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Learn all of the benefits of Rose Water, including a step-by-step tutorial on how to make rose water! Not only will you learn how to make homemade rosewater, but you’ll get a DIY Rosewater Face Toner recipe too!

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By now most of you know I love a little DIY. From homemade kombucha to bath salts, if I have an ounce of free time I’m probably doing a DIY.

It just feels good to make things from scratch (probably why I have a blog!) and this rosewater is no exception.

Not only am I going to walk you through how to make rose water, I’m also sharing the benefits of rose water and its many uses, including a recipe for homemade rose water toner.

Be sure to check out my step-by-step video…

CHECK OUT MY VIDEO ON HOW TO MAKE ROSE WATER

I’m walking you through how to make your own rose water step-by-step.

What is Rose Water + Rosewater Benefits

Rosewater is exactly as it sounds, roses + water. It gives you all the benefits of water plus the bonus of the anti-inflammatory and hydrating advantages of rose. Plus it smells awesome.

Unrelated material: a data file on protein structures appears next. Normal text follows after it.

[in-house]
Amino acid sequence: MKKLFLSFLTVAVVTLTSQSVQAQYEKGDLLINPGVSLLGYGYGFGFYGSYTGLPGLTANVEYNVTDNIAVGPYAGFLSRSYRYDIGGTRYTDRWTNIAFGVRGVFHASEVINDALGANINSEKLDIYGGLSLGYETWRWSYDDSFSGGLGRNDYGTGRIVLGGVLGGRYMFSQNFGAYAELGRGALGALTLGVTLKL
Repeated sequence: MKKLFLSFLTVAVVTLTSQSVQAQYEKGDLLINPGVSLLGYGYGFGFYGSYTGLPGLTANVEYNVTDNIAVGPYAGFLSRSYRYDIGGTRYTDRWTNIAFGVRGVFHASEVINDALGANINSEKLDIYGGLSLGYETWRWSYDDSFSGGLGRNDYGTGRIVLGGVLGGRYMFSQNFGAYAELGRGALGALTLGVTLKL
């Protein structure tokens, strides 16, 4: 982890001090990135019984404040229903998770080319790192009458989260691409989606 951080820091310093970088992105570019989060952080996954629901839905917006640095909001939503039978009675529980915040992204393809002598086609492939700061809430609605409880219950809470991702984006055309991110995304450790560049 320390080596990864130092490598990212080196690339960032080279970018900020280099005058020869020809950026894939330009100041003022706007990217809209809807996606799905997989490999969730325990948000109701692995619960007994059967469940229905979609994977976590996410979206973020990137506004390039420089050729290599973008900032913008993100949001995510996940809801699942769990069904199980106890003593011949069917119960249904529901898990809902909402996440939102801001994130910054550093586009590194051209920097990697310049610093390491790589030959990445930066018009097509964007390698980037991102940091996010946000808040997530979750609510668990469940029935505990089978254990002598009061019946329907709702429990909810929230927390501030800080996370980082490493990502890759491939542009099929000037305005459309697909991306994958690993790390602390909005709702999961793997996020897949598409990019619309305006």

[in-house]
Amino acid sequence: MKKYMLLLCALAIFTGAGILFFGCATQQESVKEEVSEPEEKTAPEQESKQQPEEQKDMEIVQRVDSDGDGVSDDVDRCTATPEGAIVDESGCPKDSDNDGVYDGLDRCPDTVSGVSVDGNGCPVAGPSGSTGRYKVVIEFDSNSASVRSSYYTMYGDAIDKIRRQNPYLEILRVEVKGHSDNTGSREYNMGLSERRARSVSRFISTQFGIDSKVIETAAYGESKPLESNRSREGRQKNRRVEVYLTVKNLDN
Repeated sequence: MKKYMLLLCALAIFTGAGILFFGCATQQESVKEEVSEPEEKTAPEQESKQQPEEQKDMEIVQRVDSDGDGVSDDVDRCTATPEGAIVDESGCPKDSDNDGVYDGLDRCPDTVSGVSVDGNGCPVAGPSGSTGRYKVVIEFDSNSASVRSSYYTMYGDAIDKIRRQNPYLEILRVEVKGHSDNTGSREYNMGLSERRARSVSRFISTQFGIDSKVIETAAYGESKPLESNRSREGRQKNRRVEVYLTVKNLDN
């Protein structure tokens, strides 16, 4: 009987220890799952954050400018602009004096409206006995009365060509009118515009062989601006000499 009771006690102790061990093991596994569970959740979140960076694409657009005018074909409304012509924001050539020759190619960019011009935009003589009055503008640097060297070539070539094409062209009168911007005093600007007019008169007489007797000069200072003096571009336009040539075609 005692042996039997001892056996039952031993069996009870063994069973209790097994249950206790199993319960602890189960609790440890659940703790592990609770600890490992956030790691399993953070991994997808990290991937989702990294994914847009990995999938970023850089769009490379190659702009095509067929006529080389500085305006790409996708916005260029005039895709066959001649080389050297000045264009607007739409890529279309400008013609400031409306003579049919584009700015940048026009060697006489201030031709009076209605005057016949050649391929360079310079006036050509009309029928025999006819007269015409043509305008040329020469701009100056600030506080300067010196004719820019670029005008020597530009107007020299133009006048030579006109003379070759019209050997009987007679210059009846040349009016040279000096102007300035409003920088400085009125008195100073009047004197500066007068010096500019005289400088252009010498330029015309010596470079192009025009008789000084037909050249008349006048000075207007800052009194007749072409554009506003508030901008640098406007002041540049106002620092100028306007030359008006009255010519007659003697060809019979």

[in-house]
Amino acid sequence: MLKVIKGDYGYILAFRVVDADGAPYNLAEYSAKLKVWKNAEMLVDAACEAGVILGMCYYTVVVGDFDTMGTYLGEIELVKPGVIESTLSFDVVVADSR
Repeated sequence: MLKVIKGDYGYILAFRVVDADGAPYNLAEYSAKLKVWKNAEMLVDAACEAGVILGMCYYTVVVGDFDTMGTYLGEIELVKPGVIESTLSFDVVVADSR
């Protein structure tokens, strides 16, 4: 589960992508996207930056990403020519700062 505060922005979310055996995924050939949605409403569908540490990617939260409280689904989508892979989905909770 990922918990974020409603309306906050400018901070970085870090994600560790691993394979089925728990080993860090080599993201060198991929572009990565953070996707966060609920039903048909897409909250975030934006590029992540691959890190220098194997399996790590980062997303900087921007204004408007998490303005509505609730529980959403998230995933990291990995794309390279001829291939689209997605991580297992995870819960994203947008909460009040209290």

Rosewater is used in some cuisines for flavor, but I find myself using it most frequently in my skincare routine. People live and die by this stuff, but I’m not desperate enough to spend $10 on a small bottle. Especially since it’s so easy to make at home.

Fortunately, I’m thrifty and was able to make over 3 bottles for the same price. Love me a good deal, and especially when the DIY version is stupidly easy.

What are the benefits of rose water?

  • helps balance the pH of skin
  • soothes skin irritation
  • reduces redness (has anti-inflammatory properties and antibacterial properties!) including rosacea, acne and eczema
  • may reduce fine lines and wrinkles
  • some evidence the smell can reduce anxiety

[source]

A step-by-step tutorial on how to make homemade rosewater + a recipe for DIY Rosewater Face Toner! You'll learn all of the benfits of rosewater for your skin too.

Ingredients in Rose Water

This rosewater recipe is super simple and requires just two ingredients: